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Weasel Words One

By: , Posted on: September 23, 2020

Why write a dictionary of chemical engineering practice? Engineers unfortunately use the same words to mean different things, and different words to mean the same things.

I’ll give a specific example – In the context of engineering design (especially process design), does “hygienic” mean the same as “sanitary”? Are they almost the same? Or are they entirely different? It depends who you ask (those of you who don’t like words can skip to the end where I discuss practical implications of this)

I have in my library a book called “Modern Sewage Disposal and Hygienics” from 1930 (everything was supposedly “Modern” in 1930, though its introduction’s opening line is rather less than modern):

What of this book? Although essentially for men, it is for women too…

So, “Hygienics” used to be to do with sewage treatment, as was “sanitary engineering”, though these words are rarely used in the modern (as opposed to “Modern”) industry. Conventional dictionary definitions still however link them closely, and link both words to sewage. The Cambridge Dictionary defines them as follows:


” clean and not dangerous for your health, or protecting health by removing dirt and waste, especially human waste”


clean, especially in order to prevent disease:

So do these words mainly mean “clean”, possibly including measures taken to exclude human waste from a product? In my experience, these words are more important in food and pharmaceutical plant design than they are in sewage or potable water treatment. In industries effectively regulated by the US FDA, (the food, beverage, and pharmaceutical industries) the words are arguably highly interchangeable. In the dairy industry for example, the US has its “3-A Sanitary Standards”, and over here we have the “European Hygienic Engineering and Design Group Guidelines”. Both are ultimately intended to address the FDA’s requirements so that products can be sold in the US, and places such as China who have food and drug safety rules modelled on the US FDA.

If we look up “Hygienic Design and Engineering” in the EHEDG glossary, we get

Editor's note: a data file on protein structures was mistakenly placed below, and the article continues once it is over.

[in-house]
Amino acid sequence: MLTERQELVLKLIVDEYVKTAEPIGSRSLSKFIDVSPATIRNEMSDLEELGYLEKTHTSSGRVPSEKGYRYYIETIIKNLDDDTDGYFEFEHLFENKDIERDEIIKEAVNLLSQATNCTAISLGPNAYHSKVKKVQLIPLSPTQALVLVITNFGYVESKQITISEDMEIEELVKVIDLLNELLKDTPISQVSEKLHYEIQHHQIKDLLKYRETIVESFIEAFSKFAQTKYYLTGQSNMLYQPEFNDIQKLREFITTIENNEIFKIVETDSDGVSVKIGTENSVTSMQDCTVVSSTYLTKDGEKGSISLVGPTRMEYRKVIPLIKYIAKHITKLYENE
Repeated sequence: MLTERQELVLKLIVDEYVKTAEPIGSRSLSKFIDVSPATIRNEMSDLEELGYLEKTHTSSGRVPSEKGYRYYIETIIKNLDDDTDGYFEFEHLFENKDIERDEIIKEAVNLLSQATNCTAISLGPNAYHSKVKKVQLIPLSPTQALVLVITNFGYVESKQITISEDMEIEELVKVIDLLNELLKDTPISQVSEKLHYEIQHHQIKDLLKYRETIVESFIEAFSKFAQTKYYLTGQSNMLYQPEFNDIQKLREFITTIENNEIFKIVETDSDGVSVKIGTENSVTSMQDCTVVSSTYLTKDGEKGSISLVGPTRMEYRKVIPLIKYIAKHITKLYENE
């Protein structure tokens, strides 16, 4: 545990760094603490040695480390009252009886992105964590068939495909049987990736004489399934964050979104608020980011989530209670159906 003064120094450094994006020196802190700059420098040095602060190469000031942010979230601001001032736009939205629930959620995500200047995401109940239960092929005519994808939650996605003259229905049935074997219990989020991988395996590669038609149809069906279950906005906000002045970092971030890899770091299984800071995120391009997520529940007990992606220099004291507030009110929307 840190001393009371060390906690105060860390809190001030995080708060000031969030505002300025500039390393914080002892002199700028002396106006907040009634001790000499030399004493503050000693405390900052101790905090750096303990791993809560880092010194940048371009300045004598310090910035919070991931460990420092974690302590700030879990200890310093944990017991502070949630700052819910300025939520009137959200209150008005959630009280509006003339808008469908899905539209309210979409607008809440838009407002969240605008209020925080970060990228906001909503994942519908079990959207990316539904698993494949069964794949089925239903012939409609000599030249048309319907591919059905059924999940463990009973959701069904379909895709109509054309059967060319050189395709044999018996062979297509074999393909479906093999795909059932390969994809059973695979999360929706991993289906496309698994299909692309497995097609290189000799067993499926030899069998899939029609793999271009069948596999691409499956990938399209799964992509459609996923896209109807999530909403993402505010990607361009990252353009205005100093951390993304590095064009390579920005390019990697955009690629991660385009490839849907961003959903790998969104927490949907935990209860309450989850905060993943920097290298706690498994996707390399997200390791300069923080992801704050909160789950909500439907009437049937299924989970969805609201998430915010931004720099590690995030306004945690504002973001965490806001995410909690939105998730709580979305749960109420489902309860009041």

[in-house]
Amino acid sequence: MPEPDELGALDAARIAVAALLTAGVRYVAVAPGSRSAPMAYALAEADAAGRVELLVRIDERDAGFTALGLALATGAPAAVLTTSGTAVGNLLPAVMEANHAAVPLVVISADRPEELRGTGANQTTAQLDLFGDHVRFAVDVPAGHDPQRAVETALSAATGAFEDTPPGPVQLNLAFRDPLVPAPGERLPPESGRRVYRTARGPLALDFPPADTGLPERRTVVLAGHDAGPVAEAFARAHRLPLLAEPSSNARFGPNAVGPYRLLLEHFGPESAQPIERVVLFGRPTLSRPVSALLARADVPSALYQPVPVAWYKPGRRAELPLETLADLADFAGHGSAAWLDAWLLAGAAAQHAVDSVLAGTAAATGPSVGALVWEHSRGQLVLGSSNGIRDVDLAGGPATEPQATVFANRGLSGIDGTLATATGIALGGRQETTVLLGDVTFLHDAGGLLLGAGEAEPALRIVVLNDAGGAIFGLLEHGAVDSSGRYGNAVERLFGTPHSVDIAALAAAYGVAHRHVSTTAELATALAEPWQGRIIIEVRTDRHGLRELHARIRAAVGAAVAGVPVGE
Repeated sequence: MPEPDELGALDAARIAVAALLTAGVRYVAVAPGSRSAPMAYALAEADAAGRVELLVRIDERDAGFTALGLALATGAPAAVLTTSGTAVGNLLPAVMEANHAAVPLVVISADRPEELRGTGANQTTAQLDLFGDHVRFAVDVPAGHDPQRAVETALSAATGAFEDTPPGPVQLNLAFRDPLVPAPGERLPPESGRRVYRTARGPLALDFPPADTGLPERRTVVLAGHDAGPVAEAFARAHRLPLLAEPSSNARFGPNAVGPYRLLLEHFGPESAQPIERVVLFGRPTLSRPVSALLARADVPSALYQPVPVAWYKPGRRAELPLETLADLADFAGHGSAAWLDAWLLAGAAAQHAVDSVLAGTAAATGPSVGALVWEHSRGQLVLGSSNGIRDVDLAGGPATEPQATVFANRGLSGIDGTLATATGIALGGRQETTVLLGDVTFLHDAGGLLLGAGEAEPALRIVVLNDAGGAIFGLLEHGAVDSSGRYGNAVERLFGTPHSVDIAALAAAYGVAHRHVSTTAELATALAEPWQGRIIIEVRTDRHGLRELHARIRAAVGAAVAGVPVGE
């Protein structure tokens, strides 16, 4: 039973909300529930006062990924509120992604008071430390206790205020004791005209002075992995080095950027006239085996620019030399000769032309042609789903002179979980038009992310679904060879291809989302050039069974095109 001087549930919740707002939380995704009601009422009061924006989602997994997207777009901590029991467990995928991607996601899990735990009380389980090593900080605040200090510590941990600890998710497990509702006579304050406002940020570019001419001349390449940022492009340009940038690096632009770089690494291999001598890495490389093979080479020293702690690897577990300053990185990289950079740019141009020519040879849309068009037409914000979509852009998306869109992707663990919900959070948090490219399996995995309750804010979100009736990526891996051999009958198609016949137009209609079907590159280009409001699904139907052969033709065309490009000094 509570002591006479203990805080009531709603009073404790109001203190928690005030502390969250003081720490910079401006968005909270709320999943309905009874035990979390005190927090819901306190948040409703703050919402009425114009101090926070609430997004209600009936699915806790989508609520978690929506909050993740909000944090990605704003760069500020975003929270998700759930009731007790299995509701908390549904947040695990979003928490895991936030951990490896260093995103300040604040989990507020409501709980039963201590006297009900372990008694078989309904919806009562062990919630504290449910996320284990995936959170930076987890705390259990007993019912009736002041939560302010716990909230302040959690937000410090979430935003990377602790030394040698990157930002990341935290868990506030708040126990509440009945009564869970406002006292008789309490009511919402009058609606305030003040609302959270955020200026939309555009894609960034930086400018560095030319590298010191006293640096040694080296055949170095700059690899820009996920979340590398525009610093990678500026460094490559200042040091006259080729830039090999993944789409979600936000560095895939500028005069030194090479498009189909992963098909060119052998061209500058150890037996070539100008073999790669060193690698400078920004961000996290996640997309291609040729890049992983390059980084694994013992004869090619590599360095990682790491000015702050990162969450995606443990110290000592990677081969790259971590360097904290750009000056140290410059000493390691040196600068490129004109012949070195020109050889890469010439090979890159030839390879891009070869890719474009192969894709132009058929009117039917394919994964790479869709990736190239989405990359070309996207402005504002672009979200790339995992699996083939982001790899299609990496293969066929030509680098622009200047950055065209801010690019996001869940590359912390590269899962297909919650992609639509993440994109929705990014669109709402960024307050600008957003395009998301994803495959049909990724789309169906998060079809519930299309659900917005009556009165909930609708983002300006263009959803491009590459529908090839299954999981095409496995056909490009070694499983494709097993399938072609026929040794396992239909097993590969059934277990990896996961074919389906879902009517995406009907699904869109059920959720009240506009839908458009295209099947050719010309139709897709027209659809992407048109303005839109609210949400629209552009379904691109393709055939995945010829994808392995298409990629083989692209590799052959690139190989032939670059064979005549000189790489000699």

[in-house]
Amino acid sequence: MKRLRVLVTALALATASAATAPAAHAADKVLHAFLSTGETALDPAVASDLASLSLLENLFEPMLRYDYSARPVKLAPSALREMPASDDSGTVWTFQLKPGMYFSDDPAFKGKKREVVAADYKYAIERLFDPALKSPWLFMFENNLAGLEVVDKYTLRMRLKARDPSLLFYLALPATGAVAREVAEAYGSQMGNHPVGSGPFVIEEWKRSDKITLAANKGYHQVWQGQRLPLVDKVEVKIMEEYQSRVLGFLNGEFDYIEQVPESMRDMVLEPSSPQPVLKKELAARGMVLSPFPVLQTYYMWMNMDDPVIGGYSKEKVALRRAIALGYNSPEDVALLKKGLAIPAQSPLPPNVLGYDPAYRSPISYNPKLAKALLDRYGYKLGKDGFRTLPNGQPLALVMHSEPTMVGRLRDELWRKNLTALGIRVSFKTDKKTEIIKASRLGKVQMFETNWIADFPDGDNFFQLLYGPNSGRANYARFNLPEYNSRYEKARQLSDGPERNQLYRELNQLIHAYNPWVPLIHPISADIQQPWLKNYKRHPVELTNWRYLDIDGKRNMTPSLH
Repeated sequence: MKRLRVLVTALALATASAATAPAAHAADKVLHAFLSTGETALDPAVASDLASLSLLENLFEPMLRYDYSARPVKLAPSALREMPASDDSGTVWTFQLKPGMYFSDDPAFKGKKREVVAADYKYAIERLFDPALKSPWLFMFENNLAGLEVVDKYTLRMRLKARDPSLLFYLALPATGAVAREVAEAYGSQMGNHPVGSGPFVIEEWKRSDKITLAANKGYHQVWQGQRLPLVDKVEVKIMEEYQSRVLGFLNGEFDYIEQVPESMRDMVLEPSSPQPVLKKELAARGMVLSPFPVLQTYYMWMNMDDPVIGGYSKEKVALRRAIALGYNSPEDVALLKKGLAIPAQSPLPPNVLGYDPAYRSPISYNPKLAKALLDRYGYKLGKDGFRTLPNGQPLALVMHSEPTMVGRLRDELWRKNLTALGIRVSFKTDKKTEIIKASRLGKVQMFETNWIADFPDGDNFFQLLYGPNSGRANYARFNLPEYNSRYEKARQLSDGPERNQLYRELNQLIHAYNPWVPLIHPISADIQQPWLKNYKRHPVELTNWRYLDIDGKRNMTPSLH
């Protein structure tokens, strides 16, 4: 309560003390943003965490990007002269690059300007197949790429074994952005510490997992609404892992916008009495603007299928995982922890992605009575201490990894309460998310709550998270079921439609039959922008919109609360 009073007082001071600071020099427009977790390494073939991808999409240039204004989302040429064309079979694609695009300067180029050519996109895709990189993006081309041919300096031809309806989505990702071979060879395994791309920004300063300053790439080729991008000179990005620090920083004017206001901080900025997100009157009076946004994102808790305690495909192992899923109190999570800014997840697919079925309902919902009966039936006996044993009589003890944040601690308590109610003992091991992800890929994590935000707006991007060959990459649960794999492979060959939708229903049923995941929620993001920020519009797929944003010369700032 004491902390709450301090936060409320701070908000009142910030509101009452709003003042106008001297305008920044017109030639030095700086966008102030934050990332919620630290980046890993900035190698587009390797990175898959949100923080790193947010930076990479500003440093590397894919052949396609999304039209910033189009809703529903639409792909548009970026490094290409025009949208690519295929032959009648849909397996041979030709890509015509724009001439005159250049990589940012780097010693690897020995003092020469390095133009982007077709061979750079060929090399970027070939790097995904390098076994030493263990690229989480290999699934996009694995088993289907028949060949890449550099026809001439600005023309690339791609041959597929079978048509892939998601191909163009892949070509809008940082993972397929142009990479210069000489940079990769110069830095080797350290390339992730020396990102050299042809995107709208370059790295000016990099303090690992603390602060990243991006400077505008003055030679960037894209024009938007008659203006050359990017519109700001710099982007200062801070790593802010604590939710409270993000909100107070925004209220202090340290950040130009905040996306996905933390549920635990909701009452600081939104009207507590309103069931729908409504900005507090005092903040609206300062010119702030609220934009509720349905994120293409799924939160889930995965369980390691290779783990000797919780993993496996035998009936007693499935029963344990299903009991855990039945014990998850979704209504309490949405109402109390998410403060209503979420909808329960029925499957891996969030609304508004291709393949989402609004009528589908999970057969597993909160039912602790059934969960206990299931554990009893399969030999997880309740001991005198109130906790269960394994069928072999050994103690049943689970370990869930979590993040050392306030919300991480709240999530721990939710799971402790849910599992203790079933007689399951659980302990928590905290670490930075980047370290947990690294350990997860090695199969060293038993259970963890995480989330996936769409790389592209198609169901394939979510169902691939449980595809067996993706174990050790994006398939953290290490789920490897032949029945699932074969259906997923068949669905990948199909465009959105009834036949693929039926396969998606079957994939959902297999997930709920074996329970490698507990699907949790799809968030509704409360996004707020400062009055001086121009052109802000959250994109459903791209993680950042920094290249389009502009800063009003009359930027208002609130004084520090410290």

Design and engineering of equipment and premises assuring the food is safe and suitable for human consumption.

If we look up what they mean by “Hygienic”, they send us to “Food Hygiene”, where they quote the European Codex

All conditions and measures necessary to ensure the safety and suitability of food at all stages of the food chain

 So they are primarily concerned about food, and clearly have a wider concerns than keeping food free of sewage.

They say nothing about the word “sanitary”, but discuss “Sanitation” – Sometimes used in place of hygiene”, “Sanitization (USA) – in summary the Codex prefers disinfection” , and “Sanitizer (USA)- Codex prefers disinfectant”. So is “Sanitary” simply an Americanism, as the EHEDG’s inserting (USA) around related terms implies? Perhaps so, though it would have been helpful of the EHEDG glossary to spell this out rather than imply it. They are a bit vague.

Neither is it quite this straightforward, as the US equivalent of the EHEDG , the National Sanitation Foundation publish something called the NSF/3-A/ANSI 14159-1 Hygiene Requirements for the Design of Meat and Poultry Processing Equipment developed in collaboration with 3A. The NSF also seem to believe that hygiene is to some extent interchangeable with “Sanitation” (which to me is something written on the side of a “garbage truck”).

The EHEDG, NSF and 3A are looking to harmonise their standards, so this will hopefully all get sorted out. There are still however some seemingly minor differences in interpretation of these standards which can have large practical implications for designers which I will cover shortly.

So it may be that the English speaking international food industry isn’t so far apart as it would seem at first glance, and is getting ever closer. What of the pharma industry? It is also seeking to satisfy FDA requirements, and increasingly (I am told) uses the EDEDG guidelines as well as others such as the ISPE’s and ASME BPE) approaches to assure/ensure product safety. (BTW, the ASME BPE guidance on this subject? “sanitary: see hygienic”)